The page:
Having said this, I am not against playfully imagining possible decivilized worlds. But for such imaginings to be truly playful and to have experimental potential, they cannot be models worked out from abstracted conceptions of either past or future societies. In fact, in my opinion, it is best to leave the concept of “society” itself behind, and rather think in terms of perpetually changing, interweaving relationships between unique, desiring individuals. That said, we can only play and experiment now, where our desire for the apparently “impossible” meets the reality that surrounds us. If civilization were to be dismantled in our lifetime, we would not confront a world of lush forests and plains and healthy deserts teeming with an abundance of wildlife. We would instead confront a world full of the detritus of civilization — abandoned buildings, tools, scrap, etc., etc.[2] Imaginations that are not chained either to realism or to a primitivist moral ideology could find many ways to use, explore and play with all of this — the possibilities are nearly infinite. More significantly, this is an immediate possibility, and one that can be explicitly connected with a destructive attack against civilization. And this immediacy is utterly essential, because I am living now, you are living now, not several hundred years from now, when an enforced program aimed toward a primitivist ideal might be able to create a world in which this ideal could be realized globally — if primitivists have their revolution now and enforce their program. Fortunately, no primitivist seems willing to aim for such authoritarian revolutionary measures, preferring to rely on some sort of quasi-mystical transformation to bring about their dream (perhaps like the vision of the Native American ghost dance religion, where the landscape built by the European invaders was supposed to be peeled away leaving a pristine, wild landscape full of abundant life).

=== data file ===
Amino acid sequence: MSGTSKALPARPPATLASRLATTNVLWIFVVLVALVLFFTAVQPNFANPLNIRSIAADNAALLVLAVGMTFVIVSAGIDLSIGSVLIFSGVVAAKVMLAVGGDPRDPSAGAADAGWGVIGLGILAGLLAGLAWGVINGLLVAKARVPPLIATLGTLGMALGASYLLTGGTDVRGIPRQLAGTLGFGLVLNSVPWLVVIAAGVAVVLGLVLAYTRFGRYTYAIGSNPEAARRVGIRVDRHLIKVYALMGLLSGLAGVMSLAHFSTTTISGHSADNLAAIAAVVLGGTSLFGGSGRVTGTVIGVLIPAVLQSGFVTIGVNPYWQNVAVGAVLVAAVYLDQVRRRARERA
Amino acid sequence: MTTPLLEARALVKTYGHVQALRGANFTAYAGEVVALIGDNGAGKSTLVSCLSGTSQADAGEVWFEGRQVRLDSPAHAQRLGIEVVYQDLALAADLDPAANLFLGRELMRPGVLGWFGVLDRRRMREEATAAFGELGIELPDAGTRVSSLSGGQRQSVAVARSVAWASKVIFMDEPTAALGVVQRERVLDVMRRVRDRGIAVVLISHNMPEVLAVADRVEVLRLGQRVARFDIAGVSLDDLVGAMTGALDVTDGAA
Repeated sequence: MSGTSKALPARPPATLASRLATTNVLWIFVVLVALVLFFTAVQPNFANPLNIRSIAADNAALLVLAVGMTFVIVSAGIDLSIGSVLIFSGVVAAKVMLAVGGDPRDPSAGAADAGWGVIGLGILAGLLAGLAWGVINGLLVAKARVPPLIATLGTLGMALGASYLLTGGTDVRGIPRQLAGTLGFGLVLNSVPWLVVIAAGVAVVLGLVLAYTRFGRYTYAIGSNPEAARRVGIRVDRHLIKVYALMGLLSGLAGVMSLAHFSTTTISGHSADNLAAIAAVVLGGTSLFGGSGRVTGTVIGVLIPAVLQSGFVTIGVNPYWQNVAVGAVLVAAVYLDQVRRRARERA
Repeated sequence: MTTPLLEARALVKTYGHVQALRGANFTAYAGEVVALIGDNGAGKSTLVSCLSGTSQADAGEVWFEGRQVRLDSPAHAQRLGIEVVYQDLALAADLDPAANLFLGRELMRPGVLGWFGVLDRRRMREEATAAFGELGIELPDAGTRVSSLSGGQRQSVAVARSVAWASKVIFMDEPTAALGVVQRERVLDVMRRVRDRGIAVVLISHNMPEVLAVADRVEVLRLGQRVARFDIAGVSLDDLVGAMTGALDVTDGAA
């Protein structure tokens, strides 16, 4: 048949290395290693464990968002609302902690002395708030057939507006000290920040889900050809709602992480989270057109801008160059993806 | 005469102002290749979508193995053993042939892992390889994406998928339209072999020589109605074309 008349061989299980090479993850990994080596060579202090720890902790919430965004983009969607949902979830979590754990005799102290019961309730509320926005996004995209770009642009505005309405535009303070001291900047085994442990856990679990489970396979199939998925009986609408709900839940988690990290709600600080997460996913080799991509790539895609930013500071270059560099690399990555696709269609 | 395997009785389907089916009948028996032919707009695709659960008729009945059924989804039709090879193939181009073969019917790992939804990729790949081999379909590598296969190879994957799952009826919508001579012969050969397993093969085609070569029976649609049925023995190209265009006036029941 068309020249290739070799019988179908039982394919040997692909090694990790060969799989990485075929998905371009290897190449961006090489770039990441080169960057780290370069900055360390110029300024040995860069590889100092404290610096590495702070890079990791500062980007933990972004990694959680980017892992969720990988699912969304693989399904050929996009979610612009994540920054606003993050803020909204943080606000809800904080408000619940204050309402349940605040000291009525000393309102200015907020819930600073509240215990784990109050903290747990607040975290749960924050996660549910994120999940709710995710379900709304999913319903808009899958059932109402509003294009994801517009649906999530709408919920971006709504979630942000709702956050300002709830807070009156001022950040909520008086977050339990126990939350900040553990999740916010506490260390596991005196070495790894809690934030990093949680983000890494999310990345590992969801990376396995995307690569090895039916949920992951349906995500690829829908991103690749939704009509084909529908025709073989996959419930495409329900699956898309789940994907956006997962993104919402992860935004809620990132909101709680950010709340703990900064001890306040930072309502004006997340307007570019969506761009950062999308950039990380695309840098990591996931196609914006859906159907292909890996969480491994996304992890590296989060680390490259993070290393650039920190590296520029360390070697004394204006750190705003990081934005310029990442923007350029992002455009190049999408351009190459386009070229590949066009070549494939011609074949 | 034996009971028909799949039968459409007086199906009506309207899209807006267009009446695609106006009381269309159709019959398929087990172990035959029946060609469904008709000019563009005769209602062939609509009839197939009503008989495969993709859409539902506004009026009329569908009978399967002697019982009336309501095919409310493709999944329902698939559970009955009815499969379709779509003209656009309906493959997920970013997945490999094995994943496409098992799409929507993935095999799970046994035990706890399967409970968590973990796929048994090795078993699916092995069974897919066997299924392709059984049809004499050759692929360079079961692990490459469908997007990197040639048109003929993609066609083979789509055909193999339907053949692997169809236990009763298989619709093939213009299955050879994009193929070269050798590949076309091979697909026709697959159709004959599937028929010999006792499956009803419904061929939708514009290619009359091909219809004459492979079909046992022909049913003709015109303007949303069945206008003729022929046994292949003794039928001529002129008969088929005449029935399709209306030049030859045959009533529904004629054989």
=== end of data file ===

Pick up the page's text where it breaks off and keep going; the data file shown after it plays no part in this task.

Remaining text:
For this reason, it might be a bit unfair to call the primitivist vision a program (though, since I have no use for bourgeois values, I don’t give a shit about being unfair...). Perhaps it is more like a longing. When I bring up some of these questions with primitivists I know, they often say that the primitivist vision reflects their “desires”. Well, I have a different concept of desire than they do. “Desires” based on abstract and reified images — in this case the image of the “primitive” — are those ghosts of desire[3] that drive commodity consumption. This manifests explicitly among some primitivists, not just in the consumption of books by the various theorists of primitivism, but in the money and/or labor-time spent to purchase so-called “primitive” skills at schools that specialize in this.[4] But this ghost of desire, this longing for an image that has no connection to reality, is not true desire, because the object of true desire is not an abstract image upon which one becomes focused — an image that one can purchase. It is discovered through activity and relationship within the world here and now. Desire, as I conceive it, is in fact the drive to act, to relate, to create. In this sense, its object only comes to exist in the fulfillment of desire, in its realization. This again points to the necessity of immediacy. And it is only in this sense that desire becomes the enemy of the civilization in which we live, the civilization whose existence is based on the attempt to reify all relationships and activities, to transform them into things that stand above us and define us, to identify, institutionalize and commodify them. Thus, desire, as a drive rather than a longing, acts immediately to attack all that prevents it from forcefully moving. It discovers its objects in the world around it, not as abstract thing, but as active relationships. This is why it has to attack the institutionalized relationships that freeze activity into routine, protocol, custom and habit — into things to be done to order. Consider this in terms of what such activities as squatting, expropriation, using one’s work-time for oneself, graffiti, etc., etc. could mean, and how they relate to more explicitly destructive activity.